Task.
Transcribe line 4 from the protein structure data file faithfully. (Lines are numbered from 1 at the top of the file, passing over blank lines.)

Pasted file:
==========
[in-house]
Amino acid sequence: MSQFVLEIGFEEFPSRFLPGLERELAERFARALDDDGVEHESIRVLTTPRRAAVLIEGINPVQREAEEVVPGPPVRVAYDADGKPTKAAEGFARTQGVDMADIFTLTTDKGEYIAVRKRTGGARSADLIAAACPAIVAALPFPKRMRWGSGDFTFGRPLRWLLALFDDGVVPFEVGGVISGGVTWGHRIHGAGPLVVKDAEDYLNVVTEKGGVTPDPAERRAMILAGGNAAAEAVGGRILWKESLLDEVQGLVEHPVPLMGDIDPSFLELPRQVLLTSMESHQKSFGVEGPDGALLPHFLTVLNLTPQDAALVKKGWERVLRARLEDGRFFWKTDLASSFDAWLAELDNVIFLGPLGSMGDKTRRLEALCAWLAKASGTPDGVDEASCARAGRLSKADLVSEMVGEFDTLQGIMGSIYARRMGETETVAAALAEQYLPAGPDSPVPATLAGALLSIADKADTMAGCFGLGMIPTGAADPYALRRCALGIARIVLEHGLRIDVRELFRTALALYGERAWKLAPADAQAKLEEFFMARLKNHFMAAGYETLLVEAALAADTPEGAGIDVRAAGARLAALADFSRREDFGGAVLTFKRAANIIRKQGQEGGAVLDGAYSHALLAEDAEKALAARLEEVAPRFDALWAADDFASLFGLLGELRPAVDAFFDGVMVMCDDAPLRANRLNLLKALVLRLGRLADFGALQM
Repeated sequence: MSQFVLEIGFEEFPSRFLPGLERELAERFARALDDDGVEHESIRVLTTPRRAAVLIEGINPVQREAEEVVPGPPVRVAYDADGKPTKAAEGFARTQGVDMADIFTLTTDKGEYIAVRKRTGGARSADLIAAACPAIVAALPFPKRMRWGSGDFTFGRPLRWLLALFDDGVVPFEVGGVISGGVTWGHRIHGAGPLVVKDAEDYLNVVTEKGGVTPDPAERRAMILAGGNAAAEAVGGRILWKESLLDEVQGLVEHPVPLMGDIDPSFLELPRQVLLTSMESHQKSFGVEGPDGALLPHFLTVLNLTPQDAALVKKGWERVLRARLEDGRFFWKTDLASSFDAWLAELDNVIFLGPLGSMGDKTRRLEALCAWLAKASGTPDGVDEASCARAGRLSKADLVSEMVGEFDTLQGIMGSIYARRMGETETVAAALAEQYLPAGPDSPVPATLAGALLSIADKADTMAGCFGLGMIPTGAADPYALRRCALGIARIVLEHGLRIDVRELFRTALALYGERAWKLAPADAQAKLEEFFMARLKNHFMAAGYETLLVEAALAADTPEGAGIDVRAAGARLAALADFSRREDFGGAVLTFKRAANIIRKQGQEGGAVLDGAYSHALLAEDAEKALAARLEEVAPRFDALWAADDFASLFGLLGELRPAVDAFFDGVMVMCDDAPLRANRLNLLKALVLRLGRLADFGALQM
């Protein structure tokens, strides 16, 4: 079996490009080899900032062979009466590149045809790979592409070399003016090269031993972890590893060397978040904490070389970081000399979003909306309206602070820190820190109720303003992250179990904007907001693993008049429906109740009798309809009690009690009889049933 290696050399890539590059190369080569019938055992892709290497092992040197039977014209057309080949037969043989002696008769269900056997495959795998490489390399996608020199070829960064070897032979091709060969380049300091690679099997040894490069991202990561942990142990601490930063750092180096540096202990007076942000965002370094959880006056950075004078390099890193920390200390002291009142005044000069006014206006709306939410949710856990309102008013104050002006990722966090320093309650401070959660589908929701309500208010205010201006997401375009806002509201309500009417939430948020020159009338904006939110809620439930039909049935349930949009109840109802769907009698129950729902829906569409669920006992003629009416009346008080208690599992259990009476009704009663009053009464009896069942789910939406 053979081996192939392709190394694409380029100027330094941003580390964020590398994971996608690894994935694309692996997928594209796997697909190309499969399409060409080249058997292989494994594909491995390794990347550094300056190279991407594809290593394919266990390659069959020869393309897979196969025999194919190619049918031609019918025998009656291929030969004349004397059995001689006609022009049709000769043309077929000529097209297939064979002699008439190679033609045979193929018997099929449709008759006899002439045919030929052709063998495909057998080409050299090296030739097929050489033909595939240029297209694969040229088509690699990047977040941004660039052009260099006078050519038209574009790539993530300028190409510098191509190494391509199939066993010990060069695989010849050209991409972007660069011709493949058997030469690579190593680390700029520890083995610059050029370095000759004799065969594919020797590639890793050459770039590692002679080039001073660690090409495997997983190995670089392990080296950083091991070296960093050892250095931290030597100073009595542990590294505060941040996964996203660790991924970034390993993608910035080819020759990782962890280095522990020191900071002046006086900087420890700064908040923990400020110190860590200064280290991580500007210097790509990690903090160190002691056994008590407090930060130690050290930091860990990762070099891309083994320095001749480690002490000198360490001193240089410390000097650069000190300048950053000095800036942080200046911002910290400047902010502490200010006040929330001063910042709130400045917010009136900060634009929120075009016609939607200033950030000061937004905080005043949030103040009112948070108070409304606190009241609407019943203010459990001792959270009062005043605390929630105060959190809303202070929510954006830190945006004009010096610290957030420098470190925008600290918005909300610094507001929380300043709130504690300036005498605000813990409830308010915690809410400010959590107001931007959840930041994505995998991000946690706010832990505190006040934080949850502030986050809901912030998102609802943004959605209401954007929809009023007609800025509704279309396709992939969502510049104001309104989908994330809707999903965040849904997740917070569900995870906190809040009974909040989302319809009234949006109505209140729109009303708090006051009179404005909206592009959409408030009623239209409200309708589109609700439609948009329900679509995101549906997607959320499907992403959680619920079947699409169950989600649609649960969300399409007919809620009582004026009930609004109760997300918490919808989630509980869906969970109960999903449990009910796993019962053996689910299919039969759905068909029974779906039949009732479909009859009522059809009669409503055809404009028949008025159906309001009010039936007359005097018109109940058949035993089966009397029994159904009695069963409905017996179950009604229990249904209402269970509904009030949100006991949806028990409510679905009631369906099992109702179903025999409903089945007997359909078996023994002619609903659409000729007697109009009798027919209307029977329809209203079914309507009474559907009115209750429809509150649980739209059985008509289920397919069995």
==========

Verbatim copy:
């Protein structure tokens, strides 16, 4: 079996490009080899900032062979009466590149045809790979592409070399003016090269031993972890590893060397978040904490070389970081000399979003909306309206602070820190820190109720303003992250179990904007907001693993008049429906109740009798309809009690009690009889049933 290696050399890539590059190369080569019938055992892709290497092992040197039977014209057309080949037969043989002696008769269900056997495959795998490489390399996608020199070829960064070897032979091709060969380049300091690679099997040894490069991202990561942990142990601490930063750092180096540096202990007076942000965002370094959880006056950075004078390099890193920390200390002291009142005044000069006014206006709306939410949710856990309102008013104050002006990722966090320093309650401070959660589908929701309500208010205010201006997401375009806002509201309500009417939430948020020159009338904006939110809620439930039909049935349930949009109840109802769907009698129950729902829906569409669920006992003629009416009346008080208690599992259990009476009704009663009053009464009896069942789910939406 053979081996192939392709190394694409380029100027330094941003580390964020590398994971996608690894994935694309692996997928594209796997697909190309499969399409060409080249058997292989494994594909491995390794990347550094300056190279991407594809290593394919266990390659069959020869393309897979196969025999194919190619049918031609019918025998009656291929030969004349004397059995001689006609022009049709000769043309077929000529097209297939064979002699008439190679033609045979193929018997099929449709008759006899002439045919030929052709063998495909057998080409050299090296030739097929050489033909595939240029297209694969040229088509690699990047977040941004660039052009260099006078050519038209574009790539993530300028190409510098191509190494391509199939066993010990060069695989010849050209991409972007660069011709493949058997030469690579190593680390700029520890083995610059050029370095000759004799065969594919020797590639890793050459770039590692002679080039001073660690090409495997997983190995670089392990080296950083091991070296960093050892250095931290030597100073009595542990590294505060941040996964996203660790991924970034390993993608910035080819020759990782962890280095522990020191900071002046006086900087420890700064908040923990400020110190860590200064280290991580500007210097790509990690903090160190002691056994008590407090930060130690050290930091860990990762070099891309083994320095001749480690002490000198360490001193240089410390000097650069000190300048950053000095800036942080200046911002910290400047902010502490200010006040929330001063910042709130400045917010009136900060634009929120075009016609939607200033950030000061937004905080005043949030103040009112948070108070409304606190009241609407019943203010459990001792959270009062005043605390929630105060959190809303202070929510954006830190945006004009010096610290957030420098470190925008600290918005909300610094507001929380300043709130504690300036005498605000813990409830308010915690809410400010959590107001931007959840930041994505995998991000946690706010832990505190006040934080949850502030986050809901912030998102609802943004959605209401954007929809009023007609800025509704279309396709992939969502510049104001309104989908994330809707999903965040849904997740917070569900995870906190809040009974909040989302319809009234949006109505209140729109009303708090006051009179404005909206592009959409408030009623239209409200309708589109609700439609948009329900679509995101549906997607959320499907992403959680619920079947699409169950989600649609649960969300399409007919809620009582004026009930609004109760997300918490919808989630509980869906969970109960999903449990009910796993019962053996689910299919039969759905068909029974779906039949009732479909009859009522059809009669409503055809404009028949008025159906309001009010039936007359005097018109109940058949035993089966009397029994159904009695069963409905017996179950009604229990249904209402269970509904009030949100006991949806028990409510679905009631369906099992109702179903025999409903089945007997359909078996023994002619609903659409000729007697109009009798027919209307029977329809209203079914309507009474559907009115209750429809509150649980739209059985008509289920397919069995």